Of all opposition parties, the NDP probably has the most momentum moving into a campaign. Yet it was widely viewed as running a largely successful campaign in 2019—only to lose seats.
Much like in 2015, the federal party is benefitting from the strong performances of its provincial cousins, in British Columbia, Alberta and Manitoba. In Ottawa, the party has successfully helped to broker deals with the government, even forcing it to relent to more generous financial relief measures for Canadians made vulnerable by COVID-19.
The challenge for the NDP continues to be the fact that the Liberal government has had a strong grasp of its traditional constituency for the better part of six years. Unions, eco-friendly city dwellers, young Canadian, visible minorities, LGBTQ2+ communities and women have largely embraced Trudeau’s “sunny ways,” which hurts the NDP’s prospects for growth. The PM has frankly owned the centre-left voting block since 2015, with no indication of weakening support to date.
The next election constitutes an opportunity for the NDP to:
Win back progressive voters with a focus on Ontario and British Columbia
New Democrats have been fuming watching Justin Trudeau emerge as the face of Canadian progressive politics, despite his privileged upbringing and connections with the elite. They have been quick to point out the many instances where Justin Trudeau’s values were exposed: his falling-out with female MPs (Jody Wilson-Raybould, Jane Philpott, Celina Caesar-Chavannes) and the Trans Mountain Expansion Project, to cite examples. They hope to capitalize on these inconsistencies.
Impose new sets of values
From the decolonization of Canadian government to the fight against systemic racism, the NDP defends the idea that Canada has systemically oppressed various groups and must change to allow victims and descendants to heal and a new society to emerge.
Mobilize young voters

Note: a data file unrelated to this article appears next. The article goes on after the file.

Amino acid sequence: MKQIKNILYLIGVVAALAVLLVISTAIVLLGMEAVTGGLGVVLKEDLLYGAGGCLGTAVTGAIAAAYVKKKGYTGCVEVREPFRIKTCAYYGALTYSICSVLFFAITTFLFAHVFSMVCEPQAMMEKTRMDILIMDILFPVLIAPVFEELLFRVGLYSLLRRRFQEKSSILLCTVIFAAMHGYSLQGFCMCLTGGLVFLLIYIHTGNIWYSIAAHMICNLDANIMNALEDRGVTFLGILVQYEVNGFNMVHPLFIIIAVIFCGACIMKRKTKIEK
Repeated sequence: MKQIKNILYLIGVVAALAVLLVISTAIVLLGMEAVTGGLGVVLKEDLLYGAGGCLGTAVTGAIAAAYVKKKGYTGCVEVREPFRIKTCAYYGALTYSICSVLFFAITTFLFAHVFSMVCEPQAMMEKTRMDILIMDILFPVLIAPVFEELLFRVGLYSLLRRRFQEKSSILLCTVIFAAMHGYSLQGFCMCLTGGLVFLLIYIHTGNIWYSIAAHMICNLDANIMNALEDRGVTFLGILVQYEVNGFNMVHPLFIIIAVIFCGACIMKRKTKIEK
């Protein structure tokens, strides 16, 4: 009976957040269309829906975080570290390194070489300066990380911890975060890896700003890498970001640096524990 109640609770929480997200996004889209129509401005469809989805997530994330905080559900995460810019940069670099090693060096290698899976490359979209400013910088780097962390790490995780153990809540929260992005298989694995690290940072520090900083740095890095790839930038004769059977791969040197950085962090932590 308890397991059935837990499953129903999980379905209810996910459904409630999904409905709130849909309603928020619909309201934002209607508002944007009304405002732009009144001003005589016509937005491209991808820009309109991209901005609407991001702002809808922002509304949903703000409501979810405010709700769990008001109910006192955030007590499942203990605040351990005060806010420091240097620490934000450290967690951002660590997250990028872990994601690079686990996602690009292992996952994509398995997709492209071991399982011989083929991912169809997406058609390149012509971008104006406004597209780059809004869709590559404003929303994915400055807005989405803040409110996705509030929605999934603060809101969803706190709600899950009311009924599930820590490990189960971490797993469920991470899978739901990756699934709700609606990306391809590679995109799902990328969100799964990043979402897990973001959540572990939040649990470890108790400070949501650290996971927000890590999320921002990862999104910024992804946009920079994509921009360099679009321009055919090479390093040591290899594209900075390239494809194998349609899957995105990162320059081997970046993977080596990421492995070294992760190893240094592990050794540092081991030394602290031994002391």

Armed with the most charismatic federal leader, the NDP is probably the best equipped to convince young voters, the segment traditionally most apathetic to politics, that they don’t have to settle for old, traditional parties.
New Democratic Party's strengths
- Jagmeet Singh: The most charismatic leader in Canadian politics, regularly presented as the most honest and compassionate federal politician.
- Ideology: Most of the NDP’s traditional issues (affordability, housing, healthcare, climate change) are now top-of-mind to most Canadians.
- Values: The NDP’s morals and ethics have always stayed consistent, at a time where Canadians often question the true motives of politicians.
New Democratic Party's challenges
- Ground game: The Party’s coffers are almost empty. Moreover, it has struggled to attract star candidates, even amongst recently defeated former MPs. While the 2011 “Orange Wave” was not the result of the party’s organizational success, this could prove detrimental in close local races.
- Duplication: The Liberals have been more firmly planted on the left side of the political spectrum. It will prove difficult for the NDP to make the case that the LPC did not go far enough when most of its natural voters have been satisfied by the actions of Team Trudeau.
X-factor for the New Democratic Party
- Debates: Jagmeet Singh’s performance will have a significant impact on his party’s eventual results.